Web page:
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Complementary and alternative medicine

This is an excerpt from Cultural Competence in Sports Medicine by Lorin A. Cartwright & Rene R. Shingles.

The National Center for Complementary and Alternative Medicine (NCCAM), located at the National Institutes of Health, is the leading agency for the U.S. government on scientific research into CAM (Spector, 2009). “CAM is a group of diverse medical and health care systems, practices, and products that are not presently considered to be part of conventional medicine” (National Center for Complementary and Alternative Medicine, 2007, p. 1). Conventional medicine consists of allopathy practiced by medical doctors (MDs), osteopathy practiced by doctors of osteopathy (DOs), and medicine practiced by their allied health professionals, such as athletic trainers, physical therapists, psychologists, and registered nurses. Allopathic medicine is based on proven, scientific methodology to determine value in the treatment of disease (Spector, 2009). Osteopathic medicine is “the art of curing without the use of surgery or drugs . . . and take[s] into account the relationship between body structure and organ functioning” (Spector, 2009, p. 97) when determining a diagnosis. Complementary medicine is used in conjunction with or in addition to conventional medicine; for example, aromatherapy may be used in addition to other medicines to help decrease a patient's discomfort following surgery. On the other hand, alternative medicine is used in place of or as a substitute for conventional medicine. An example of an alternative therapy is treating cancer by using a special diet or herbal medicine instead of undergoing radiation or chemotherapy (both of which are conventional approaches) recommended by a medical or osteopathic doctor. Integrative medicine “combines conventional and CAM treatments for which there is evidence of safety and effectiveness” (National Center for Complementary and Alternative Medicine, 2007, 2009a; Spector, 2009).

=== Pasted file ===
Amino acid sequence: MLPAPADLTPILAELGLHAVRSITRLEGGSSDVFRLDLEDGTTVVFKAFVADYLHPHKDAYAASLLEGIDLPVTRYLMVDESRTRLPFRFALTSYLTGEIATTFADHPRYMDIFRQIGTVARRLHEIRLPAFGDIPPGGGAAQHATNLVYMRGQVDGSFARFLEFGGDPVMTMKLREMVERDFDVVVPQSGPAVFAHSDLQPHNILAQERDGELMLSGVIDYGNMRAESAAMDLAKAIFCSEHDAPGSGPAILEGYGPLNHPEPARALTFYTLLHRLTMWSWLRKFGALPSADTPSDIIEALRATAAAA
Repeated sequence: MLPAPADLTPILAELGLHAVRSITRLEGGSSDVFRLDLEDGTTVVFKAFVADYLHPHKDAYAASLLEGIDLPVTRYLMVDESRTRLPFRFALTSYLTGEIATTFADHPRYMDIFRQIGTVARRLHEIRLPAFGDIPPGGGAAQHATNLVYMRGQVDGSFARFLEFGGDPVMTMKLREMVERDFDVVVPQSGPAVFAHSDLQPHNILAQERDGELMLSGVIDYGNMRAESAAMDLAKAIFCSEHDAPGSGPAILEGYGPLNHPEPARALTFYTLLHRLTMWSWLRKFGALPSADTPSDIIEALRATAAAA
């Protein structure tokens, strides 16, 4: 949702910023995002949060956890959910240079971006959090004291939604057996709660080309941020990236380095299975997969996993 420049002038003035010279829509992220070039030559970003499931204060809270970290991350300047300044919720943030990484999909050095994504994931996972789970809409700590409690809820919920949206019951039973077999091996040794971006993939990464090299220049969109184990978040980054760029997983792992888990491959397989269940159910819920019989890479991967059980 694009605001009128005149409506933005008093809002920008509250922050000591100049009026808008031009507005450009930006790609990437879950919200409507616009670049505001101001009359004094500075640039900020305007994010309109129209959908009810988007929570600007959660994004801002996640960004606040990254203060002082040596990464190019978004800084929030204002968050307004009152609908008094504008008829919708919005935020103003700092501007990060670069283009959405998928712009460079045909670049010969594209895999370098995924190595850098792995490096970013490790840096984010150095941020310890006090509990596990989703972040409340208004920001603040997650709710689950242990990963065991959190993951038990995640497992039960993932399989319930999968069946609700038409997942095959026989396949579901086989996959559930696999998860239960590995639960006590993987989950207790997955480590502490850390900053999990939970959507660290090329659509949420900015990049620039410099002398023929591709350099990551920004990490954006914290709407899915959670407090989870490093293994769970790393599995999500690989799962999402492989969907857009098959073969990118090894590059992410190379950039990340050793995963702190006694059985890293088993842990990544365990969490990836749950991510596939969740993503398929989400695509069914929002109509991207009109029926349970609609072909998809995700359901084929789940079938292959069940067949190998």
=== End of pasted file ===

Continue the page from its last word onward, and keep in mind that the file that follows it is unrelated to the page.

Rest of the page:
In 2002, a national survey revealed that 36 percent of adults in the United States used a form of CAM. When the definition of CAM included megavitamin therapy and prayer for health reasons, the number rose to 62 percent (Barnes, Powell-Griner, McFann, & Nahin, 2004), and Blacks, followed by Asians, were the most likely to use CAM defined in this way. Asians were also more likely to use CAM when megavitamin therapy and prayer were not included (figure 2.1), and women were more likely users than men (Barnes, Powell-Griner, et al.,

Intercollegiate student athletes have been reported to use CAM at a higher rate than that of U.S. adults generally; specifically, student athletes most commonly used massage (38 percent), followed by chiropractic medicine (29 percent), lomilomi (a type of massage that combines prayer, breathing, and energy; 14 percent), and acupuncture (12 percent) (Nichols & Harrigan, 2006).

By 2007, the number of adults surveyed using CAM had risen to 38 percent, and the number of children using CAM was reported as 12 percent (Barnes, Bloom, & Nahin, 2008). Specifically, 50 percent of American Indian or Alaska Native, 43 percent of White, 40 percent of Asian, 26 percent of Black, and 24 percent of Hispanic adults used CAM. American Indian or Alaska Native and White adults were more likely to use CAM than Asian and Black adults (figure 2.2) (Barnes, Bloom, & Nahin). Women were still more likely to use CAM than were men, and people with higher levels of education and higher income were also more likely users.